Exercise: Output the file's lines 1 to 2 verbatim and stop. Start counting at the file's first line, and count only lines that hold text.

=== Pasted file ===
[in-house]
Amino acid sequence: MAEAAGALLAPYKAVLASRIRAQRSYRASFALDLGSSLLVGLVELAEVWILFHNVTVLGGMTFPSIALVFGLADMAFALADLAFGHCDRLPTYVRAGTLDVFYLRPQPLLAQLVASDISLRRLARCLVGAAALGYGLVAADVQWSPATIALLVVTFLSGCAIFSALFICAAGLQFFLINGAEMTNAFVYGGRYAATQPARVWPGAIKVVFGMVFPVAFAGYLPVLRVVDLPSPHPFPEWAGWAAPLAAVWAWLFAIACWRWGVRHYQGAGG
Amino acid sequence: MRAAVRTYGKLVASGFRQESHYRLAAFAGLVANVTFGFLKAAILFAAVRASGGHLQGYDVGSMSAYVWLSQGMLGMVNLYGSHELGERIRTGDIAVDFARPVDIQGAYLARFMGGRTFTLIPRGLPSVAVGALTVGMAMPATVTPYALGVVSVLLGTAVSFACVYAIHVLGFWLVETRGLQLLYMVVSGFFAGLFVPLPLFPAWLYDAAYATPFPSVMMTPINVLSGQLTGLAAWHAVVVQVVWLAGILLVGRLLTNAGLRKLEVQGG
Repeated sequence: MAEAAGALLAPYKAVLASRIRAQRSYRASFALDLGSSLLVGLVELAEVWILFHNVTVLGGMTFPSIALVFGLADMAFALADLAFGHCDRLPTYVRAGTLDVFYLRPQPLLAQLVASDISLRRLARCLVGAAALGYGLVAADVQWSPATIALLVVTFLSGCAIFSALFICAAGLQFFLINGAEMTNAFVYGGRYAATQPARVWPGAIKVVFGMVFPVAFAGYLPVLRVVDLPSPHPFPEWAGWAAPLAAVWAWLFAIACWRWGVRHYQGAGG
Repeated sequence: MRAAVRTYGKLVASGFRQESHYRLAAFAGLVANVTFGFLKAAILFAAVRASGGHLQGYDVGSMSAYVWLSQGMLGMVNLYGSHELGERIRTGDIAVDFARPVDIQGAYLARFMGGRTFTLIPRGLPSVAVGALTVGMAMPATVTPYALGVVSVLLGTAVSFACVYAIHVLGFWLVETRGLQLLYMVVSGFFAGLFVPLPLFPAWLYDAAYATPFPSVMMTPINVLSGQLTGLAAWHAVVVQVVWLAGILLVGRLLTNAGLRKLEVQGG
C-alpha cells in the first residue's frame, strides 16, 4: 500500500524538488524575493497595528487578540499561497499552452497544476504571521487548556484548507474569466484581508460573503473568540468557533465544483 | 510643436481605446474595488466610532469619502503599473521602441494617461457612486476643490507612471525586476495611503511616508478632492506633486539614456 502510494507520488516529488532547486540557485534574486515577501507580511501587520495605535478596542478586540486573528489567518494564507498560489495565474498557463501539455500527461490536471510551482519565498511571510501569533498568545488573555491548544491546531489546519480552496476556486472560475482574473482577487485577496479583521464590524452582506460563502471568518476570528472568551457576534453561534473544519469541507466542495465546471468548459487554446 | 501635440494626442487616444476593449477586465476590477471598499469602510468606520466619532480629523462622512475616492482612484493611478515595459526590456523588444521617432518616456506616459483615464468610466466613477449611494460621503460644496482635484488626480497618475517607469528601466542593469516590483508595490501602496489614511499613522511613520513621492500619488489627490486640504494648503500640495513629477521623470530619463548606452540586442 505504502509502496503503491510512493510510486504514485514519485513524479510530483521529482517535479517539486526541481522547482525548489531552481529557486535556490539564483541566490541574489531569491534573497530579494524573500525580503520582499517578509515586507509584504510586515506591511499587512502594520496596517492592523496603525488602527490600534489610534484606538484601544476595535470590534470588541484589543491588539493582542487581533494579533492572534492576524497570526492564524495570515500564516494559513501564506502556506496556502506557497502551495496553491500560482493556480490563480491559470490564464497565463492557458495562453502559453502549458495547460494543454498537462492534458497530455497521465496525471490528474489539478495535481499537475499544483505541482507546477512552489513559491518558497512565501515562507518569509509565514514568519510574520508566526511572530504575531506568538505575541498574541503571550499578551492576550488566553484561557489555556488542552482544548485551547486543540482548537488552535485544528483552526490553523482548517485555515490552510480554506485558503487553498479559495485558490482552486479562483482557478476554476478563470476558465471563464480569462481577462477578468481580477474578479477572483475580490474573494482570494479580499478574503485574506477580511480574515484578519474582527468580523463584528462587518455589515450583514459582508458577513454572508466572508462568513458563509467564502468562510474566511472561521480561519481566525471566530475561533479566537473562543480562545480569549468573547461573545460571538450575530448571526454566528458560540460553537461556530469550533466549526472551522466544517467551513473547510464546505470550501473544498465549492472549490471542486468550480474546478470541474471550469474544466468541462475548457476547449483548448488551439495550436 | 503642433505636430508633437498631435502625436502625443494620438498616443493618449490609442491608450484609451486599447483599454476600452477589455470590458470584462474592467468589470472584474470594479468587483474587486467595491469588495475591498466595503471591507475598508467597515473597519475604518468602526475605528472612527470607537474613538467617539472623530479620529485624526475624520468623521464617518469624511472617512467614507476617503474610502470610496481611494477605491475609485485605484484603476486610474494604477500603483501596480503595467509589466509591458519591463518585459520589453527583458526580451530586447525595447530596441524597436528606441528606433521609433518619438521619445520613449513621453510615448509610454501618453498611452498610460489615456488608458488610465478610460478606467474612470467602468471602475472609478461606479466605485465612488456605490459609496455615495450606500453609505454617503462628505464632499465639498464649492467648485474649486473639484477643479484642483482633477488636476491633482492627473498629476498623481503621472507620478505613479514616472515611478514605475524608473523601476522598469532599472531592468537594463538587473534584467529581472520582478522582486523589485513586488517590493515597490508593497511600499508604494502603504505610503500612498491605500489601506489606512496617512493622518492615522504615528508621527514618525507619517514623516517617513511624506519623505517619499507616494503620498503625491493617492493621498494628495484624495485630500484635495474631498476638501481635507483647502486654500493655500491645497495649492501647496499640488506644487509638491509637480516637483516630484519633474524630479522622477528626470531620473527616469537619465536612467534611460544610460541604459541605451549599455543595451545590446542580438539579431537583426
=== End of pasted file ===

[in-house]
Amino acid sequence: MAEAAGALLAPYKAVLASRIRAQRSYRASFALDLGSSLLVGLVELAEVWILFHNVTVLGGMTFPSIALVFGLADMAFALADLAFGHCDRLPTYVRAGTLDVFYLRPQPLLAQLVASDISLRRLARCLVGAAALGYGLVAADVQWSPATIALLVVTFLSGCAIFSALFICAAGLQFFLINGAEMTNAFVYGGRYAATQPARVWPGAIKVVFGMVFPVAFAGYLPVLRVVDLPSPHPFPEWAGWAAPLAAVWAWLFAIACWRWGVRHYQGAGG